I haven't seen any other finite-deformation works on disclinations. Zubov solves a single wedge disclination problem and in his 2011 ZAMM paper an axisymmetric distributed wedge disclination problem (in 2D). Other than these two problems I'm not aware of any exact solutions.

Regards,
Arash

Amit Acharya's picture

Arash,

You ask the natural (not naive) questions about disclinations. For the
longest time, while working on dislocations, I could not see the
relevance of disclinations in solids. However, once I
understood the duality between terminating discontinuities of fields and
the corresponding incompatibility of their gradients, then its physical
import immediately became clear. So, I now think disclinations are of relevance in  solids. Let's talk about it through examples.

First take the classical disclination. A
triple junction in a polycrystal is a classical disclination where three
orientation discontinuities terminate. A triple junction is obviously
real. Claude Fressengeas and his co-workers at Metz (and your colleague, Capulungo, at Georgia Tech) have done some very nice work on classical disclinations, even experimentally.

I hope we have made the physical relevance of the g-disclination clear in the paper and presentation I posted. There are many pictures of 5-fold phase boundaries terminating at a junction, a needle may be visualized as two near near parallel phase boundaries terminating by coming together at a g-disclination, a faceted martensitic inclusion may be considered as having edges that are g-disclinations etc. So, these kinematic objects are of significance in solids in the modeling of phase transformations and grain boundaries.

Following the terminology of misorientation in grain boundaries, let's call the jump of elastic distortion across a phase boundary a misdistortion (clearly, I am running out of terminology here). In general, there is no reason to expect that the misdistortion across a phase boundary should remain fixed at all locations along the phase boundary. Assuming this to be so (theoretically at least it does not seem it can hurt to have this generality), just as we think of a dislocation line as being the boundary of differently slipped regions along a slip plane, similarly the g-disclination line is the boundary of differently misdistorted regions along a phase boundary.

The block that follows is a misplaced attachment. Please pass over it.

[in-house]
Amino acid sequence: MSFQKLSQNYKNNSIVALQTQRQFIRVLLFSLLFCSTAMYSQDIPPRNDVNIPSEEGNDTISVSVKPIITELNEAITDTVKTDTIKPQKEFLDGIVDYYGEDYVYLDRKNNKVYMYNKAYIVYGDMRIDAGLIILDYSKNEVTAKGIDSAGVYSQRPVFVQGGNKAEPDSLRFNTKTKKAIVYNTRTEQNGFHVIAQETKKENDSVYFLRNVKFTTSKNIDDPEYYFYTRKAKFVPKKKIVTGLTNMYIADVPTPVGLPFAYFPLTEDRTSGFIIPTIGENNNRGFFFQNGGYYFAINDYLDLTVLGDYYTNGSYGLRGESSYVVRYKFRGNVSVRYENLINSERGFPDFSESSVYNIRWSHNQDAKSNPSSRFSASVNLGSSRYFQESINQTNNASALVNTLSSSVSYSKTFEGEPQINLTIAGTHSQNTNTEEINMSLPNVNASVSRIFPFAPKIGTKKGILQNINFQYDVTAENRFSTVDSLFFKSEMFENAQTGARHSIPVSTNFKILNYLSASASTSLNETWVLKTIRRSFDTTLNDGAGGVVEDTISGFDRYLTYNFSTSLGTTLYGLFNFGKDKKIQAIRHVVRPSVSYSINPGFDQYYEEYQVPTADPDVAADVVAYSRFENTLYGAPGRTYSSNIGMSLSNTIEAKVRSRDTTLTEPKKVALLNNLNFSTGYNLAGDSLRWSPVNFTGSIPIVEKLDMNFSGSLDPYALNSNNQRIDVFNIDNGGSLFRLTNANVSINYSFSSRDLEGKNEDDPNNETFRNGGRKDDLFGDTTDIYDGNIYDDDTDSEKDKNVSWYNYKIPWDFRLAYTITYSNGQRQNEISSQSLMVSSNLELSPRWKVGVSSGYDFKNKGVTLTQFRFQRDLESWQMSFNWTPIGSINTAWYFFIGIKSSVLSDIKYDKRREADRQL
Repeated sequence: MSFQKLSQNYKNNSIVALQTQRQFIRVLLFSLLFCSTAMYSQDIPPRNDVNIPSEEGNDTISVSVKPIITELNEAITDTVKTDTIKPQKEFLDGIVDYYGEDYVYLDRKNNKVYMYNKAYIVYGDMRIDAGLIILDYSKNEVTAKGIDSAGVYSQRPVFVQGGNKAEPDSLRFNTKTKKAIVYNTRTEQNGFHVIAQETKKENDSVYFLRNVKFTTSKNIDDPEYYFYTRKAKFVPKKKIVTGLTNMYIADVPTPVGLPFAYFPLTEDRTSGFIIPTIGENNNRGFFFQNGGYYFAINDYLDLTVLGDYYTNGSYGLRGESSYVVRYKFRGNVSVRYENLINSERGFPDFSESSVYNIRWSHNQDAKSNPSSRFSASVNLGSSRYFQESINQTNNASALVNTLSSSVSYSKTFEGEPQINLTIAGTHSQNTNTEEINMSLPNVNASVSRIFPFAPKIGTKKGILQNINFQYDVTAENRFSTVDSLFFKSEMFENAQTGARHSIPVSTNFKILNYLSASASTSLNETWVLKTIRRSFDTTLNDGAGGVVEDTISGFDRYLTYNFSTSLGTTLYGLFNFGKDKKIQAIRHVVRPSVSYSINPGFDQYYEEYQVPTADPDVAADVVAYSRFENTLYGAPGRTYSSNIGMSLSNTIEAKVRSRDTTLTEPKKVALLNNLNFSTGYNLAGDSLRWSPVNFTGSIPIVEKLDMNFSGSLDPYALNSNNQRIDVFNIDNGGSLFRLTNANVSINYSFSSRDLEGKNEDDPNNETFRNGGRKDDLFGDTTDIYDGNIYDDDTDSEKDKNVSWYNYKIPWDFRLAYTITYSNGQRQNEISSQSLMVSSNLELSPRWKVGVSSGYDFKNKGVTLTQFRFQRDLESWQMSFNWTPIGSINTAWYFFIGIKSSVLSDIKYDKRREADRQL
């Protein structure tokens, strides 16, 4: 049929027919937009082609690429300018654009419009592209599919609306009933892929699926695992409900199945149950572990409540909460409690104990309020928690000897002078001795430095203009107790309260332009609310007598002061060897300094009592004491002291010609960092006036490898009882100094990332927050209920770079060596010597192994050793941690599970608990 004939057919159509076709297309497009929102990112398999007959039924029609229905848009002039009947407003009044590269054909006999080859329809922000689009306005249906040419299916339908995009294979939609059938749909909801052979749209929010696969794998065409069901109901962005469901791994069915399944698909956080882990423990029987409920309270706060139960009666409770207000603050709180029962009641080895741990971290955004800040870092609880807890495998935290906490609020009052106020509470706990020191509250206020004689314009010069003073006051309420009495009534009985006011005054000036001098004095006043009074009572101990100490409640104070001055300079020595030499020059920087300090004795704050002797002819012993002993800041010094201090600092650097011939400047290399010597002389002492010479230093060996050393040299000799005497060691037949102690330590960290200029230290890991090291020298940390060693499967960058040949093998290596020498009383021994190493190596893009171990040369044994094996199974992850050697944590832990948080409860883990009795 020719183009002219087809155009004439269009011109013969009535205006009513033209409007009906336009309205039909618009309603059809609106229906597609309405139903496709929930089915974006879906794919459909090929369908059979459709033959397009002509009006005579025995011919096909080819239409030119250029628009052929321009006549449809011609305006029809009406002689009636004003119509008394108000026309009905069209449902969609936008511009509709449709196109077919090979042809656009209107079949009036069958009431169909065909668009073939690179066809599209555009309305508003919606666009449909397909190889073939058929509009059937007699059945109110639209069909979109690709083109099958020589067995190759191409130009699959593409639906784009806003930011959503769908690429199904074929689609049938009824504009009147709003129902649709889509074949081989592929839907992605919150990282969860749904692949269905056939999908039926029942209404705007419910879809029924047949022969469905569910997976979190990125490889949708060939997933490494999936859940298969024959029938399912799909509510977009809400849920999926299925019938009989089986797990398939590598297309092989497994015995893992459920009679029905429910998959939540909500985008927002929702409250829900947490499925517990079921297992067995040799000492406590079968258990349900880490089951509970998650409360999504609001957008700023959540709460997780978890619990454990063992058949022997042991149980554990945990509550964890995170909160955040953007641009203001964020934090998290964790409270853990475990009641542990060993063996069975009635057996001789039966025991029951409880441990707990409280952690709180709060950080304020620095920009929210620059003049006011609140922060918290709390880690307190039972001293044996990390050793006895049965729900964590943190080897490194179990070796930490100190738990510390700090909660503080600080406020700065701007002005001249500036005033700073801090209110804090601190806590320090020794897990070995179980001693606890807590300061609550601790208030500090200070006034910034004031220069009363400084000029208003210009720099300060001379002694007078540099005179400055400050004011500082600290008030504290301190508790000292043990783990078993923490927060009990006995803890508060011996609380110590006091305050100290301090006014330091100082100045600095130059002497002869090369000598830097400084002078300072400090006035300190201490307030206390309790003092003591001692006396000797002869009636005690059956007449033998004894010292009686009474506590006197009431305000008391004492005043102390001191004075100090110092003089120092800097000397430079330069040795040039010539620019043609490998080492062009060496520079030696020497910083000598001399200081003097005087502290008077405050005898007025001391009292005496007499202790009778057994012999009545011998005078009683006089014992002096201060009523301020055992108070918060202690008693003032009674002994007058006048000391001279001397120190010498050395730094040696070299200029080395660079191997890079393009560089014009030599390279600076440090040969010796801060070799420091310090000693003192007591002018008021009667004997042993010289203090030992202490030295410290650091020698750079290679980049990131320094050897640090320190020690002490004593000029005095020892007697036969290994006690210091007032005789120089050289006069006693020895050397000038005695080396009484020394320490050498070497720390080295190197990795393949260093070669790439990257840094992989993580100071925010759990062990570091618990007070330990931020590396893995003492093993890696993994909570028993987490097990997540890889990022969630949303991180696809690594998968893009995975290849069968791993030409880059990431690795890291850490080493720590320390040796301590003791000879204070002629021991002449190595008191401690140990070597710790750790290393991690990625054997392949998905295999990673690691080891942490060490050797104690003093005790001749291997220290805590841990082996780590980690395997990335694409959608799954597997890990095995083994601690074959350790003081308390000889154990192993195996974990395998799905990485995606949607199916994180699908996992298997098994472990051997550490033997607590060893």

Why has disclination modeling in solids not been popular? I can only hazard a guess here. I think the physical connections with what can be measured and observed and  can be unambiguously modeled by disclinations had not been completely understood. I think Fressengeas et al. have made a very good start (especially their experimental work, Beausir, Taupin, Fressengeas, are the authors I believe)  and I am sure they will get lots of resistance but the ideas are good and will prevail. On the g-disclination front, we will have to solve problems, but we know of good methods from our dislocations work and the applications are crystal clear, so it is a question of getting things done - not easy, but the way forward is clear and the tools are there (as can be seen from some of Fressengeas et al. recent modeling work, IJSS referred to in our paper).

I should note another point - once one understands what is physically required and sees what appears in the differential geometric formulations, I think going with the curvature as a measure of disclinations amounts to carrying along a bunch of difficult nonlinearities (for the physical problem at hand) which will make life very difficult when it comes to solving anything (as it is, the theory is quite complex) - we point this out in the presentation. The curvature is important if we were asked to solve a problem of geometry, but here we are not asked to solve a problem of geometry, so again this reinforces in my mind the fact that it is the connection between the available mathematical constructs and what is required physically that was not well-understood. Once one understands that, one can create the adapted tools from continuum mechanics.

I have not seen the book by Zubov.

Boy this has become a long response!

regards,

- Amit